People with ASPD can have a problem keeping a job and a long-term relationship. They are also less likely to obtain a college degree. A large number of people with ASPD are on government assistance and disability. 

Family relationships suffer when a person has ASPD. Many individuals only talk to their parents and siblings. Even close friends are unlikely due to manipulation.

ASPD can lead to a higher risk of early death. A study by the National Center for Biotechnology Information (NCBI) shows that people with ASPD are 8.5 times more likely to die early than those with other mental health disorders. The causes for the increased risk include suicide, reckless behaviors, and AUD. 

A Dual-Diagnosis: Antisocial Personality Disorder and Alcoholism

It is common for people with an antisocial personality disorder to fight addiction. The occurrence of ASPD in treatment for addiction is higher than the general public. The National Institute on Drug Abuse (NIDA) estimates that 40 to 50% of people in treatment for addiction have ASPD. 

The Graduate Journal of Counseling Psychology estimates that almost 90% of people with ASPD suffer from addiction. Those with co-occurring addiction and ASPD may find it difficult in treatment. Many experts believe they are hard to work with due to their manipulative behaviors. 

Alcohol Use and Antisocial Personality Disorder

The cause of ASPD is not entirely understood. But, alcohol can be a factor. The use of alcohol changes a person’s brain. These changes can be seen in a person’s behavior. 

Alcohol use changes the brain’s neurotransmitters, including gamma-aminobutyric acid (GABA) and serotonin. Both chemicals are linked to aggression and violent outbursts. Because of these behaviors, experts believe ASPD and alcohol use disorder are connected.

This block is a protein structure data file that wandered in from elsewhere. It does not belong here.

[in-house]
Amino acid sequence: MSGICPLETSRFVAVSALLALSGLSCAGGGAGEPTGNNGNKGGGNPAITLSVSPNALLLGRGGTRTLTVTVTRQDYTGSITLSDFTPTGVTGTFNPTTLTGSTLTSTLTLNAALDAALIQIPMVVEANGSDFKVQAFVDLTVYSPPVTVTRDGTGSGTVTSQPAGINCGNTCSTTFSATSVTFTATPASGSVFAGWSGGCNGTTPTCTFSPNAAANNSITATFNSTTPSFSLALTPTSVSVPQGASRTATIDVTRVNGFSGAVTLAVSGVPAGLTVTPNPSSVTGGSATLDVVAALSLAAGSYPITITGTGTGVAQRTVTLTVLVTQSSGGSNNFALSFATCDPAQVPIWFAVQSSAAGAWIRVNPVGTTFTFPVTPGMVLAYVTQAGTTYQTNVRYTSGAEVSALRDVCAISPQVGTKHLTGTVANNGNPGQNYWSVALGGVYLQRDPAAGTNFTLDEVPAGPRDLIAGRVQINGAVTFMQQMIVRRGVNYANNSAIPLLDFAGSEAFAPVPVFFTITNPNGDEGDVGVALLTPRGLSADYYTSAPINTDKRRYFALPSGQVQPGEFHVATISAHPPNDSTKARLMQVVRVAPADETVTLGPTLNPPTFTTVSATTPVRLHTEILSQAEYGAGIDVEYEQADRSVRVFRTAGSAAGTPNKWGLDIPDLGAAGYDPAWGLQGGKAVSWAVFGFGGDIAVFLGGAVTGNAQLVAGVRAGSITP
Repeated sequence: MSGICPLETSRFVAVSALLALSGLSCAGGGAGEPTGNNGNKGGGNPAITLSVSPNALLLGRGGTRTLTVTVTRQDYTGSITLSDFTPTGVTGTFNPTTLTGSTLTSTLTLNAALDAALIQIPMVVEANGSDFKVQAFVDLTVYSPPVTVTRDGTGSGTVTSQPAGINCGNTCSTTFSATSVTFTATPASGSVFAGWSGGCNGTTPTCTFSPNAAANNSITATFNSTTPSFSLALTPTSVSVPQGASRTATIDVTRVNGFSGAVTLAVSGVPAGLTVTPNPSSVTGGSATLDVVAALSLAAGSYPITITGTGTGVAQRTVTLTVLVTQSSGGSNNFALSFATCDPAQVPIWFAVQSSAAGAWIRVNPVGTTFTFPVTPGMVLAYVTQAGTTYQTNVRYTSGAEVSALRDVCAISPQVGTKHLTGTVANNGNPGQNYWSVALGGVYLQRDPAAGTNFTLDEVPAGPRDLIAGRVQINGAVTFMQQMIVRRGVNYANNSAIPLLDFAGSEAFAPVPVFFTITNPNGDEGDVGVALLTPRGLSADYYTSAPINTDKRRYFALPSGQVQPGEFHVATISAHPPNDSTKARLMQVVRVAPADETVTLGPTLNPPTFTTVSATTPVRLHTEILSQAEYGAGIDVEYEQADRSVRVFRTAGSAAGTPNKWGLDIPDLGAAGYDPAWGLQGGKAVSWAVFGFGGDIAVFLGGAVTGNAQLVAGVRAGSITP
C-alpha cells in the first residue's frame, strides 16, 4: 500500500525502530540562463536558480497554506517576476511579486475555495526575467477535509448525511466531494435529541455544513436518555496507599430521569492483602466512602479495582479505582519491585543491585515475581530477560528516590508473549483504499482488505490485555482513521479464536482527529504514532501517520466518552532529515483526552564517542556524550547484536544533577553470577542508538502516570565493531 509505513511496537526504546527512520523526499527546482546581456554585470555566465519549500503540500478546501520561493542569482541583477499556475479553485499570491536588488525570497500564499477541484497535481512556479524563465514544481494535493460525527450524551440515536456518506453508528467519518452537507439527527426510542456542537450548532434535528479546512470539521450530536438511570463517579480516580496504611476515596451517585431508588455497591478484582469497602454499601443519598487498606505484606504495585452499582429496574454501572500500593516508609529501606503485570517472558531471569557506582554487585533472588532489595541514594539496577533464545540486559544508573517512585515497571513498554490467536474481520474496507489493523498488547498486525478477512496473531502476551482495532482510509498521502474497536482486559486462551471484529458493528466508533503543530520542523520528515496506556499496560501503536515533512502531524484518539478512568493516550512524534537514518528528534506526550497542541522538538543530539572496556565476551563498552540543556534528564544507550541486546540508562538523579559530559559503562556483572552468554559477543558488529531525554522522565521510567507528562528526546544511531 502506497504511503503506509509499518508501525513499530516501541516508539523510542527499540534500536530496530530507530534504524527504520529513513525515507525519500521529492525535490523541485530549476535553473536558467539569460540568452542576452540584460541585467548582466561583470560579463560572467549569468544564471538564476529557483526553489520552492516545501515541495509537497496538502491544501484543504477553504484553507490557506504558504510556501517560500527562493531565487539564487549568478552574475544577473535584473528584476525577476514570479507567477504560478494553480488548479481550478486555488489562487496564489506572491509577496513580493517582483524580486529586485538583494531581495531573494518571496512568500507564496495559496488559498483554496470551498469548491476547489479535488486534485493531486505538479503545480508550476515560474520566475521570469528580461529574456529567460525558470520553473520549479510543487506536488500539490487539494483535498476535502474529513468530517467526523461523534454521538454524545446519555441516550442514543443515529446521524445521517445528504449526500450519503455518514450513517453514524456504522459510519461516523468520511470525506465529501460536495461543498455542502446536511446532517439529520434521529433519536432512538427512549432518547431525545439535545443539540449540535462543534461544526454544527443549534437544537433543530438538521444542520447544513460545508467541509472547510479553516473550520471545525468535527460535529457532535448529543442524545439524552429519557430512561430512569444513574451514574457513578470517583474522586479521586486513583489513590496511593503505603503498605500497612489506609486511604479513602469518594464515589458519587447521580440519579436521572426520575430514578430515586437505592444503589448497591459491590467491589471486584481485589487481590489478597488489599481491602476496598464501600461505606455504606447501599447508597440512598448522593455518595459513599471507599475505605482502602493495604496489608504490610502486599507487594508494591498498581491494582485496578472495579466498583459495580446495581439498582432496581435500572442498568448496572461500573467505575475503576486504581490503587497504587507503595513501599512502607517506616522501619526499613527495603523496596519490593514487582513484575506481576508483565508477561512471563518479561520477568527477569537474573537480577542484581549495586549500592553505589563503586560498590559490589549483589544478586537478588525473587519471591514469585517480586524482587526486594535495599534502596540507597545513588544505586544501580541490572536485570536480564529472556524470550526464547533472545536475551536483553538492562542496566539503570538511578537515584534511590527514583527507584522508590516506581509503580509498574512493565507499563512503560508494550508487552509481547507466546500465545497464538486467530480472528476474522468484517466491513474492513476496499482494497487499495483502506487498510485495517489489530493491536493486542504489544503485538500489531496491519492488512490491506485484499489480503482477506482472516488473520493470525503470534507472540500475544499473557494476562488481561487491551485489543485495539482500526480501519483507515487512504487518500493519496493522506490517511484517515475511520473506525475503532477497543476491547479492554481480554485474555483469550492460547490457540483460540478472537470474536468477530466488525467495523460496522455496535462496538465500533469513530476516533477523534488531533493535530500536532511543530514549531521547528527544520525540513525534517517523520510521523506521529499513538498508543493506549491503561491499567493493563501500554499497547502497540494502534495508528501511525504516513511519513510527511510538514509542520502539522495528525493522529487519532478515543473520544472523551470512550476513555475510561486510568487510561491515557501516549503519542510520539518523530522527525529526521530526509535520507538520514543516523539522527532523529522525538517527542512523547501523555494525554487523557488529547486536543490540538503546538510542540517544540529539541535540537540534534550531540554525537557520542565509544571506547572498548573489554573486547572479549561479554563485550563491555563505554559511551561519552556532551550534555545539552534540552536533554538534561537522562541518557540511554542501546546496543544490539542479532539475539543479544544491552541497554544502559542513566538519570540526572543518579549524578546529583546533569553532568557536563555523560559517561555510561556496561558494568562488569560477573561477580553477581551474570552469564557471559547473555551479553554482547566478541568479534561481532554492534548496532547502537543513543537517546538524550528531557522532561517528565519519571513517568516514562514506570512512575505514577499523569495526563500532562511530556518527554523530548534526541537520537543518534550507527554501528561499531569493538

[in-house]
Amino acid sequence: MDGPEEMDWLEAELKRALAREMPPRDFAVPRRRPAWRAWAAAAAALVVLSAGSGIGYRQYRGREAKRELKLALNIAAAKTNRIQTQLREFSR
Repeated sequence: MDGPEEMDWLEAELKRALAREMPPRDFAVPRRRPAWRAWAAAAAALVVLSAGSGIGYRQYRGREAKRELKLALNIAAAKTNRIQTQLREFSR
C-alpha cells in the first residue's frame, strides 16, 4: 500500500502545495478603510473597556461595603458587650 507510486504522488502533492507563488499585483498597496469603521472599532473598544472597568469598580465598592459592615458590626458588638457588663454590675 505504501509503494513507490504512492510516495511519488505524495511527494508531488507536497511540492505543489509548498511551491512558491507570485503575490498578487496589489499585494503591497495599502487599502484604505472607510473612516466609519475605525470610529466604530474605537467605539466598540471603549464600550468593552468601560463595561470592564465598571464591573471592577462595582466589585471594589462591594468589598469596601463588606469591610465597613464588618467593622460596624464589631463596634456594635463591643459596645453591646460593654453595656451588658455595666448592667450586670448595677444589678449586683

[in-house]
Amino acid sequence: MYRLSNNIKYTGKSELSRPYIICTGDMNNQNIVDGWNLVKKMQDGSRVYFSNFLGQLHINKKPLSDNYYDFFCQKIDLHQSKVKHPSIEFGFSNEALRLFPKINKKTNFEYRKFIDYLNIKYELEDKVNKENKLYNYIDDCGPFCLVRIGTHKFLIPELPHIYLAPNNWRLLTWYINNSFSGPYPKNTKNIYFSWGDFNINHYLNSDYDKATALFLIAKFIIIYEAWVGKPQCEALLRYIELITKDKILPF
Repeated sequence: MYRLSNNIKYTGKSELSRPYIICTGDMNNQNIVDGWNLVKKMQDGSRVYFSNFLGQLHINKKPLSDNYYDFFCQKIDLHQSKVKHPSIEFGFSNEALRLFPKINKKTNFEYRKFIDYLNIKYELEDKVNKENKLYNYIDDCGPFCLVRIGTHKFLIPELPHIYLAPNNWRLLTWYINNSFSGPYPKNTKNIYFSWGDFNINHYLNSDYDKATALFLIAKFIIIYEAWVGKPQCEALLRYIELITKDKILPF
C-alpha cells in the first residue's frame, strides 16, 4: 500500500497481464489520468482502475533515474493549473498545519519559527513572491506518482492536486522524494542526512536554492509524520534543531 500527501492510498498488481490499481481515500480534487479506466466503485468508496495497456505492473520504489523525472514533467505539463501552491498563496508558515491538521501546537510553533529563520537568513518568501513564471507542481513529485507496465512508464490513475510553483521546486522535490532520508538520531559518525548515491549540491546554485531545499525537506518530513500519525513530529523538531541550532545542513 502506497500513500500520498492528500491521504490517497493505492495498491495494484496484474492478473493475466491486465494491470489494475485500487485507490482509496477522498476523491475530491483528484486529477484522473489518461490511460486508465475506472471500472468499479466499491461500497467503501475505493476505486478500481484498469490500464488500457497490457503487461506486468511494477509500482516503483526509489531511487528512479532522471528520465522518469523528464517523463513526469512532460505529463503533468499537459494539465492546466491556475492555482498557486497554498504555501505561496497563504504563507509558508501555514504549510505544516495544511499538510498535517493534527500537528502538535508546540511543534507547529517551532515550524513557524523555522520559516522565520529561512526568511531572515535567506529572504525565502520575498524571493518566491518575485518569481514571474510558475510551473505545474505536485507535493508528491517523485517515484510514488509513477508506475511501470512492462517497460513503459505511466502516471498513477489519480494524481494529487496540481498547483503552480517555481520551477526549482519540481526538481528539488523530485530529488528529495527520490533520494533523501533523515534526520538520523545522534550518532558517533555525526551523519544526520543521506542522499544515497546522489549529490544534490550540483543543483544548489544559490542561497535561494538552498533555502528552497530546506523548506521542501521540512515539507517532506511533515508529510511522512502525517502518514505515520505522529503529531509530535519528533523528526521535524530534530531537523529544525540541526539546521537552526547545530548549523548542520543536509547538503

People with antisocial personality disorder who drink alcohol can be very aggressive. The use of alcohol increases the reckless and sudden behaviors with no care for safety. Consequences that can result from these behaviors include:

  • Neglect or abuse of spouse or children
  • Mental illness
  • Using a blackout from alcohol as a manipulation tool
  • Low economic status
  • Homelessness
  • Suicidal behaviors
  • Premature death

People with antisocial personality disorder do not realize they are doing anything wrong. They do not feel any of the anxiety, punishment, or any negative feelings. For this reason, people with ASPD may not change their behavior without treatment. 

Treatment of Antisocial Personality Disorder and Alcoholism

Personality disorders, such as ASPD can be challenging to treat. But therapies like cognitive-behavioral therapy (CBT), group therapy, and family therapy can be effective treatments for antisocial personality disorder. Treatment for co-occurring ASPD and alcoholism is more complicated.